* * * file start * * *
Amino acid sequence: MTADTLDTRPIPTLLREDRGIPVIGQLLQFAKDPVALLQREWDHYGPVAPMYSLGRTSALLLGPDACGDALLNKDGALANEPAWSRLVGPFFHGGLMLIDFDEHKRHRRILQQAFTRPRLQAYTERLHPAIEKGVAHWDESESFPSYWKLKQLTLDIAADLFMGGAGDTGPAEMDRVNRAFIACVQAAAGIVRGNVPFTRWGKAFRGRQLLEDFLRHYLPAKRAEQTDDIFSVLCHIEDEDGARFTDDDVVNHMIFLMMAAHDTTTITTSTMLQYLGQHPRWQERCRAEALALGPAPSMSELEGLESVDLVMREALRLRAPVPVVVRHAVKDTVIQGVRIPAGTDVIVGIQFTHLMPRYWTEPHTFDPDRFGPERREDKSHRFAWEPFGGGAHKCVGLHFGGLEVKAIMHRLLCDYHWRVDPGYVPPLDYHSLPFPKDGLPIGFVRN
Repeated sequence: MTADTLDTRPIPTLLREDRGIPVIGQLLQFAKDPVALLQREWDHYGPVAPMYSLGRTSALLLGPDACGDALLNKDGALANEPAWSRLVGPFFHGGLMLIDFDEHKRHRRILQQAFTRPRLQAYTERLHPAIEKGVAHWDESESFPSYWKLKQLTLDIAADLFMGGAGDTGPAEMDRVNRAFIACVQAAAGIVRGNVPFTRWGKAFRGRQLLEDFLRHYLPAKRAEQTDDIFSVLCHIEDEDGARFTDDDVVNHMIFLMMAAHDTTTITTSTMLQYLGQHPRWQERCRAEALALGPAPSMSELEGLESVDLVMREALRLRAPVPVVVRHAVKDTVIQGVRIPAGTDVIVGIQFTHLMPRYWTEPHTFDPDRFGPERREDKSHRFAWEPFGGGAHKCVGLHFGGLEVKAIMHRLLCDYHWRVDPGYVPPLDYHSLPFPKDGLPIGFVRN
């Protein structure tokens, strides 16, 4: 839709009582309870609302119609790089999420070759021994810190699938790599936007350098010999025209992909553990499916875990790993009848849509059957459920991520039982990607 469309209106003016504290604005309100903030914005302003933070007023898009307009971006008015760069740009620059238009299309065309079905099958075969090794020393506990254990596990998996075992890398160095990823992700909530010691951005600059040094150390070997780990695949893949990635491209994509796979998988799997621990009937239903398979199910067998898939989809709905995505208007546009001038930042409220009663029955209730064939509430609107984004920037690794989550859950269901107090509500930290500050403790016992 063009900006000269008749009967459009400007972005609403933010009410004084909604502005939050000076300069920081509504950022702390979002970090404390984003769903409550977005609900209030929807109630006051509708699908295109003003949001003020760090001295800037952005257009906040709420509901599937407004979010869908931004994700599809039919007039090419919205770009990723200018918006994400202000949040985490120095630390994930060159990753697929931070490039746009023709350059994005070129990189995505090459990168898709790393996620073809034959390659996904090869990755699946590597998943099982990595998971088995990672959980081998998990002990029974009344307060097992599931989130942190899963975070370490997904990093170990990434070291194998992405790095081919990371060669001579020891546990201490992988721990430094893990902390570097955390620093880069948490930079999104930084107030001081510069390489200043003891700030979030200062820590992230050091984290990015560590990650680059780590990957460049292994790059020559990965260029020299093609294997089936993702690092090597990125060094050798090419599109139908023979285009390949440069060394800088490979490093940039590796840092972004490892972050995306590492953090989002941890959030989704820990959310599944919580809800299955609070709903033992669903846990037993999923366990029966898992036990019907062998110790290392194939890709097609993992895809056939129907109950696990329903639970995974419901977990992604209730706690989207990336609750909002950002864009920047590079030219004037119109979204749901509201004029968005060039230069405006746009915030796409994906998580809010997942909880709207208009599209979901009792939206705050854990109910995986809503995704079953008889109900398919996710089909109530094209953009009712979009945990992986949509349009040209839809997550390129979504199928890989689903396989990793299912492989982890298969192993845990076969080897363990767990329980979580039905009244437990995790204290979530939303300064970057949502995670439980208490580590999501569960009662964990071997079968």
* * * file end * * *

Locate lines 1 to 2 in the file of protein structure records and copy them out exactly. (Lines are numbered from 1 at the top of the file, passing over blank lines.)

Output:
Amino acid sequence: MTADTLDTRPIPTLLREDRGIPVIGQLLQFAKDPVALLQREWDHYGPVAPMYSLGRTSALLLGPDACGDALLNKDGALANEPAWSRLVGPFFHGGLMLIDFDEHKRHRRILQQAFTRPRLQAYTERLHPAIEKGVAHWDESESFPSYWKLKQLTLDIAADLFMGGAGDTGPAEMDRVNRAFIACVQAAAGIVRGNVPFTRWGKAFRGRQLLEDFLRHYLPAKRAEQTDDIFSVLCHIEDEDGARFTDDDVVNHMIFLMMAAHDTTTITTSTMLQYLGQHPRWQERCRAEALALGPAPSMSELEGLESVDLVMREALRLRAPVPVVVRHAVKDTVIQGVRIPAGTDVIVGIQFTHLMPRYWTEPHTFDPDRFGPERREDKSHRFAWEPFGGGAHKCVGLHFGGLEVKAIMHRLLCDYHWRVDPGYVPPLDYHSLPFPKDGLPIGFVRN
Repeated sequence: MTADTLDTRPIPTLLREDRGIPVIGQLLQFAKDPVALLQREWDHYGPVAPMYSLGRTSALLLGPDACGDALLNKDGALANEPAWSRLVGPFFHGGLMLIDFDEHKRHRRILQQAFTRPRLQAYTERLHPAIEKGVAHWDESESFPSYWKLKQLTLDIAADLFMGGAGDTGPAEMDRVNRAFIACVQAAAGIVRGNVPFTRWGKAFRGRQLLEDFLRHYLPAKRAEQTDDIFSVLCHIEDEDGARFTDDDVVNHMIFLMMAAHDTTTITTSTMLQYLGQHPRWQERCRAEALALGPAPSMSELEGLESVDLVMREALRLRAPVPVVVRHAVKDTVIQGVRIPAGTDVIVGIQFTHLMPRYWTEPHTFDPDRFGPERREDKSHRFAWEPFGGGAHKCVGLHFGGLEVKAIMHRLLCDYHWRVDPGYVPPLDYHSLPFPKDGLPIGFVRN